Tip of the hat to DNR's McLean, utility

ON THE OUTDOORS

Outdoors

April 07, 2002|By CANDUS THOMSON

How about if we start with some good news?

Fisherman's Park at the Conowingo Dam, which closed six months ago after the terrorist attacks, is again living up to its name.

Last Monday, the park downstream of the hydroelectric plant reopened to the public, and the timing couldn't have been better.

The hickory shad season is starting, migrating birds are passing through on their way to their warm-weather homes and hiking along the Susquehanna Greenway trail is picture perfect.

The reopening didn't happen on its own and it wasn't as simple as some executive in a suit having a change of heart. It took a state official with the anglers' best interests at heart working with a power company willing to spend some money to pull it off.

On Sept. 11 last year, many places that had been favorite fishing spots were suddenly off-limits: reservoirs, portions of the Potomac River, the waters around nuclear and hydro facilities. Little by little, some of those restrictions were lifted, but not those involving power plants.

Fisherman's Park in Harford County was perhaps the biggest loss because of its varied constituency and the fact that it was a great spot for shoreline anglers. It hurt, for sure, but given the headlines, who could argue?

A guard shack at the foot of Shure's Landing Road cut off access to the parking lot and trail. Only those with security clearance and official business were allowed beyond.

Rich McLean, the Department of Natural Resources' manager of hydro facilities and an avid fisherman, went to work with officials of Exelon Generation to find a solution.

The utility agreed to include the park as part of its company-wide security assessment.

"We found we could establish a different security perimeter with a new gate and guard house and a number of security measures that can't even be seen," said utility spokesman Ben Armstrong.

The improvements cost Exelon $45,000, but Armstrong said it was worth it to be a good neighbor.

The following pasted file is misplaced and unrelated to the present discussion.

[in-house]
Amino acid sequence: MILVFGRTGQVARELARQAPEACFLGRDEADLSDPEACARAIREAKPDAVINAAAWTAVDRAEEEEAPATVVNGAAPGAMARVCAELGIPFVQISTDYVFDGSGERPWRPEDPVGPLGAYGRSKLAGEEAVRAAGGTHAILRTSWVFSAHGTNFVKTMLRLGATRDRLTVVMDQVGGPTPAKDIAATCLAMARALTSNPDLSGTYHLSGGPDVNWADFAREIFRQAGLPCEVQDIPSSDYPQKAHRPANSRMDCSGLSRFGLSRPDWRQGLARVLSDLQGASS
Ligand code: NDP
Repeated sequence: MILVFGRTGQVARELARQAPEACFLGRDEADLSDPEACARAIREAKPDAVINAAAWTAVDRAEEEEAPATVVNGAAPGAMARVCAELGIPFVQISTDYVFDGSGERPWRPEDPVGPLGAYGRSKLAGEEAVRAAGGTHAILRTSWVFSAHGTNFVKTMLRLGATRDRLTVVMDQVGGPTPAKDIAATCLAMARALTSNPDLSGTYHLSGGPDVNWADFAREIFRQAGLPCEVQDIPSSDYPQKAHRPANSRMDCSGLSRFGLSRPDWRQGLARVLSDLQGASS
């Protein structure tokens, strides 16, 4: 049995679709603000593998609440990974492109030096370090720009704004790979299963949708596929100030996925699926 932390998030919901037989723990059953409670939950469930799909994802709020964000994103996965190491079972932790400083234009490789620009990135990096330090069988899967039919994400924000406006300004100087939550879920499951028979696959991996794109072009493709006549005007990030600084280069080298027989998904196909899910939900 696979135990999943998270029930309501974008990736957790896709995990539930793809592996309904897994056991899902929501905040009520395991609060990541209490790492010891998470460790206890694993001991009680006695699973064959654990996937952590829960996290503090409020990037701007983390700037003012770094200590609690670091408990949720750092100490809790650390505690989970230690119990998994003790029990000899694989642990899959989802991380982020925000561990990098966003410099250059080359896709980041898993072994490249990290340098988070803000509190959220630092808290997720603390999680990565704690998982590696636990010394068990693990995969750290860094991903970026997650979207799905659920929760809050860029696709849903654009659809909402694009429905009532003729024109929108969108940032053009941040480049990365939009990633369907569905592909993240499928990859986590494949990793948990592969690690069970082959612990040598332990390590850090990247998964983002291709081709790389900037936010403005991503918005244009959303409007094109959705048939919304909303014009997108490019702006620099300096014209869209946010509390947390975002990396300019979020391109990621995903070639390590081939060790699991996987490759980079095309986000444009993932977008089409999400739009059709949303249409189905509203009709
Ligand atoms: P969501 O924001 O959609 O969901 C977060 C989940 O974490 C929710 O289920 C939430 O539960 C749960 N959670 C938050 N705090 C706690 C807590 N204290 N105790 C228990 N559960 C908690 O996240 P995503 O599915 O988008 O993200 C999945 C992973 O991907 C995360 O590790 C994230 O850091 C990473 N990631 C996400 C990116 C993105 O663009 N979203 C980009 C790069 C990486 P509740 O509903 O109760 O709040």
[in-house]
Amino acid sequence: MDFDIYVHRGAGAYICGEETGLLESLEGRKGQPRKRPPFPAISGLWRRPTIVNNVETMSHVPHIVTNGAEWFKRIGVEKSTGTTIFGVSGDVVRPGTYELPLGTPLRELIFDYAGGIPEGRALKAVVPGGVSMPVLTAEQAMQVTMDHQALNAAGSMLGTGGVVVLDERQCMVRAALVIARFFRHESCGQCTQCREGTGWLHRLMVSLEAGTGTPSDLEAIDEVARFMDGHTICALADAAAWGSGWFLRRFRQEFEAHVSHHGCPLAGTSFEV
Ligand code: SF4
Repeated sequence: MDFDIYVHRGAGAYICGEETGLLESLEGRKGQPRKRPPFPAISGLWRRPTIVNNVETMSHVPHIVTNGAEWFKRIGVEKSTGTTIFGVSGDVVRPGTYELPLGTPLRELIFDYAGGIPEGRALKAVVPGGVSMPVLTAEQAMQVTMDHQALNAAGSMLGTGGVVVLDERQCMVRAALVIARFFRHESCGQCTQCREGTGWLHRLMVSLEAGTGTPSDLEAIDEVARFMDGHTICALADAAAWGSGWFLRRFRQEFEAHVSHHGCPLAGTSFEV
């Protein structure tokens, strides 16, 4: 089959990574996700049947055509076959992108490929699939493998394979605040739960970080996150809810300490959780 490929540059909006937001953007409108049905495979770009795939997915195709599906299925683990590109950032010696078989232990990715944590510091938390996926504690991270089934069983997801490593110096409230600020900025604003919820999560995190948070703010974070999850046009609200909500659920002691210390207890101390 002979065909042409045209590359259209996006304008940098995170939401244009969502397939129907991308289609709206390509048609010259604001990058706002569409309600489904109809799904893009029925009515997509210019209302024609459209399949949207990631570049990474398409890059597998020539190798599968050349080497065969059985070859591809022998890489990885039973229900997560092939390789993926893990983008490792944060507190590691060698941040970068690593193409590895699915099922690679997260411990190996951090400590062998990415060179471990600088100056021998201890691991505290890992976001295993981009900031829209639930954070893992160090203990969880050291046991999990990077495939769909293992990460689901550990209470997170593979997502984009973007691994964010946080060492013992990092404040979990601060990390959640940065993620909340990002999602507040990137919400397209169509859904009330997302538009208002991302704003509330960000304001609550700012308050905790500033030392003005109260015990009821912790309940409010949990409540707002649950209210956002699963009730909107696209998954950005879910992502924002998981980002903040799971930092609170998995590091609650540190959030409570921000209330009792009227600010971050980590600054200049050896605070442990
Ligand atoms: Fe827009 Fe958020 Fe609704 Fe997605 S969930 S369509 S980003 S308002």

"It's not the way it was, but we opened it the best we could," he said. "And we tried to make sure that we could get it done in time for the highlight of the fishing season there."

Utility officials have been monitoring the site "and it's run flawlessly. So far, everything has gone according to plan," Armstrong said.

McLean is thrilled with the cooperation.

"It didn't look like it was going to happen, but the utility bent over backward," he said. "For the shoreline fishermen and the hikers who use the trails below the dam, it's just as it was."

The catwalk across the dam and the boat launch remain closed because of security concerns, but that's to be expected.

DNR will have the new security boundaries - I say we call them McLean's Line - posted on its Web site (www.dnr.state.md.us) to help orient all of us to the changes.

If you have a boat, it's best to put in at Port Deposit or Susquehanna State Park and motor upstream. But for safety's sake, stay on the south side of Rowland Island to avoid the turbulent discharge.

Word of the reopening is getting around. On Thursday, about a half-dozen fishermen were chest-deep in the water or standing on the rocks, casting shad darts to the early-spawning arrivals. The bite wasn't terrific, but the sun was warm and fishing sure beat working, if you know what I mean.

Rockfish disease not new

We got a lot of phone calls and such last week after two newspapers - not this one - sounded the alarm about a disease attacking Chesapeake Bay rockfish. With trophy season set to start April 20, folks said they were worried about touching or eating stripers.

I wandered over to the desk of Heather Dewar, The Sun's resident expert on icky things on fish, for the true poop.

Seems this paper has written the story several times, starting in 1998. What's new? Very little, it seems.

Here's what Dewar told me:

Scientists have been tracking the rockfish infections since 1997, when anglers reported catching a lot of strikingly thin fish with sores. That year, researchers in Maryland and Virginia identified mycobacteria as the source of the infections.

State biologists have gone back to rockfish samples that were frozen in the mid-1980s and have found mycobacteria in some of them, said Eric Schwaab, DNR's director of fisheries.

"This isn't brand new," Schwaab said. "What we don't know is the frequency or intensity of the infections compared to what historically might have happened in the bay."

Bay researchers have not come up with any major new findings on the problem in the past two years, DNR officials said.

At DNR's Oxford labs, scientists are studying mycobacteria's effect on rockfish. The work is in an early stage but so far, it hasn't shown that the disease is lethal, Schwaab said.

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